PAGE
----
Muji’s China subsidiary corrects map with wrong borders

Source:Global Times Published: 2018/1/30 21:13:40

Muji (Shanghai) Co, a subsidiary of Japanese retailer Ryohin Keikaku Co (known as Muji), has confirmed that there was a "map problem" incident involving one of its product catalogues, with some borders and Chinese islands missing. The company said on Tuesday it had corrected the error.

The National Administration of Surveying, Mapping and Geoinformation announced eight typical "map problem" incidents concerning the absence of some important islands such as the Diaoyu Islands and South China Sea Islands, the Xinhua News Agency reported on Monday.

One of Muji's fall/winter furniture catalogues for 2017 was among those cases. The map on the catalogue included inaccurate country borders and excluded the Diaoyu Islands, including Chiwei Islet.

Muji confirmed the incident to the Global Times on Tuesday and said the company had contacted the bureau of urban planning in Southwest China's Chongqing and made appropriate corrections.

The Chinese Ministry of Foreign Affairs said at a press conference on Friday that it was strongly dissatisfied about the opening of an exhibition in Tokyo to showcase Japan's claim to the Diaoyu Islands, reiterating China's ownership of the islands, according to the ministry's website.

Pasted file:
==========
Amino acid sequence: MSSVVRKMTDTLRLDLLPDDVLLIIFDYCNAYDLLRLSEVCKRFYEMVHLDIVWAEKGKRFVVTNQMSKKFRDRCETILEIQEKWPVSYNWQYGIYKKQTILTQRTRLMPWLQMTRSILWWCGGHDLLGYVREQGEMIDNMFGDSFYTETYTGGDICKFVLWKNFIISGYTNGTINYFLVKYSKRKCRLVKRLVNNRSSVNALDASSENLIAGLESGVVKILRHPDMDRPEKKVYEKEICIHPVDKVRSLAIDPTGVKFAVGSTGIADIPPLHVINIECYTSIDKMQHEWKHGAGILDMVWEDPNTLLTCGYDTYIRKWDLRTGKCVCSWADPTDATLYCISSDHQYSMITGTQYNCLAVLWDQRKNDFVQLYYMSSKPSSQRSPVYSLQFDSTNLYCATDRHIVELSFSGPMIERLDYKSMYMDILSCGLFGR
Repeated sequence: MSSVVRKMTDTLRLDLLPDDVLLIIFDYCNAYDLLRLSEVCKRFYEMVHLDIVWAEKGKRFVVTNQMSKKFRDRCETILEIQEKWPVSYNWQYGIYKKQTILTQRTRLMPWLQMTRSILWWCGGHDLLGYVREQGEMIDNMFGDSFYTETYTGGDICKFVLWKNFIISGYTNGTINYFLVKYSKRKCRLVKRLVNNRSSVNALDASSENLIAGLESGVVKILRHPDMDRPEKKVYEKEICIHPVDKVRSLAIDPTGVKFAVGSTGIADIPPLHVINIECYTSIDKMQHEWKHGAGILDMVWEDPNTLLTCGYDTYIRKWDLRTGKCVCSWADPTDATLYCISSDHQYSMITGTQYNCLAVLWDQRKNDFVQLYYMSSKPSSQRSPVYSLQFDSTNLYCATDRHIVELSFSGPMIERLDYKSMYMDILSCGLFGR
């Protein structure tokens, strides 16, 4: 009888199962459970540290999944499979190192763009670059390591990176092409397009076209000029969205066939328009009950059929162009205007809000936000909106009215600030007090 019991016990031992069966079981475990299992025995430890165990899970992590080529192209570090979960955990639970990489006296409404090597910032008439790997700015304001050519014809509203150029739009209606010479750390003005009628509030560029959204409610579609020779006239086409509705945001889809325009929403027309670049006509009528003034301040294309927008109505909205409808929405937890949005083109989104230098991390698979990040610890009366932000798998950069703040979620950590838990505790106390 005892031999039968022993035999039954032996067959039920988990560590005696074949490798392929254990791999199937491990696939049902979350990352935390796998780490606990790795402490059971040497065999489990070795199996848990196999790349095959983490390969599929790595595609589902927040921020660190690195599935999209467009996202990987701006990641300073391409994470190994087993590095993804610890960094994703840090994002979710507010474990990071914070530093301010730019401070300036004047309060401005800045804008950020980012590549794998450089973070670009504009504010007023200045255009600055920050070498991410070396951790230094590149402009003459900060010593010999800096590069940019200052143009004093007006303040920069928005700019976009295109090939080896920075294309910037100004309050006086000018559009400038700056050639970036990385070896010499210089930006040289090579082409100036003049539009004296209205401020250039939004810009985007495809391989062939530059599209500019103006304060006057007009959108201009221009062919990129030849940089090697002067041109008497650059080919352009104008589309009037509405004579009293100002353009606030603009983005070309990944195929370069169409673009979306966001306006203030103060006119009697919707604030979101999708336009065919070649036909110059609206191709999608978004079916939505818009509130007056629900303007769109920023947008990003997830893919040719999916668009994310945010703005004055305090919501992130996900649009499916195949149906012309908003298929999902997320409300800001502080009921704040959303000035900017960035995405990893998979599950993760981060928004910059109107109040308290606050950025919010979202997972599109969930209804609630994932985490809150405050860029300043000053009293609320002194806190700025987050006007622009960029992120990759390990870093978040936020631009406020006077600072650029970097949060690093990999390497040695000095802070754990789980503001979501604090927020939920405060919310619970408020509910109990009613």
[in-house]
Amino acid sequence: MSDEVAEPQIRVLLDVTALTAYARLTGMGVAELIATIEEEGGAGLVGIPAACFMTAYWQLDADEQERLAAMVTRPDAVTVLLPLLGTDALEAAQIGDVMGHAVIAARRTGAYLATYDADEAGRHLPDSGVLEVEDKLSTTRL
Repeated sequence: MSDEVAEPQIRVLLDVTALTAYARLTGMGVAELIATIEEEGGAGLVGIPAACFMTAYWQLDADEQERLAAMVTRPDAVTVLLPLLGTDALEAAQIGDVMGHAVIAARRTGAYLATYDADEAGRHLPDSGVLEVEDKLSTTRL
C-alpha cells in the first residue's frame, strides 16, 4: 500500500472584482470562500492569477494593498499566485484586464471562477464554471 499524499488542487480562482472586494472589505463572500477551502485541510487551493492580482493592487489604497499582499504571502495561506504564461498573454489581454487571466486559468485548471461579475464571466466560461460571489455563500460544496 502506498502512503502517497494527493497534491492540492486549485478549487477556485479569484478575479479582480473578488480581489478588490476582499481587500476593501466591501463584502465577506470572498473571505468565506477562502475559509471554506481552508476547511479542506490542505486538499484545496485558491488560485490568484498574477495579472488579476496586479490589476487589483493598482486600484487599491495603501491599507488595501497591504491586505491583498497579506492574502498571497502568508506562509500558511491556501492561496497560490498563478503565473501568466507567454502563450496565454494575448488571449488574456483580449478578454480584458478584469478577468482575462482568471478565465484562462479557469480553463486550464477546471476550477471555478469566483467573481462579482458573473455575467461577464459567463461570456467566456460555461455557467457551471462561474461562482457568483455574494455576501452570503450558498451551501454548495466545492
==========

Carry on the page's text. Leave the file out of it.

Since the beginning of this year, some foreign companies have apologized for misconduct in listing some Chinese provinces and regions as independent countries.

Spanish clothing and accessories retailer Zara, US medical device maker Medtronic and Delta Airlines apologized on January 12 for listing China's island of Taiwan as a "country."

This followed an incident in which global hotel chain Marriott International listed China's Tibet Autonomous Region as a country in an email sent to its members.

Muji operates more than 700 stores around the globe, selling 7,000 products ranging from clothing to groceries, according to the company's website.

Ryohin Keikaku posted net profit increase of 16 percent year-on-year for the March-November period to 23.2 billion yen ($207 million), Nikkei Asian Review reported on January 11.


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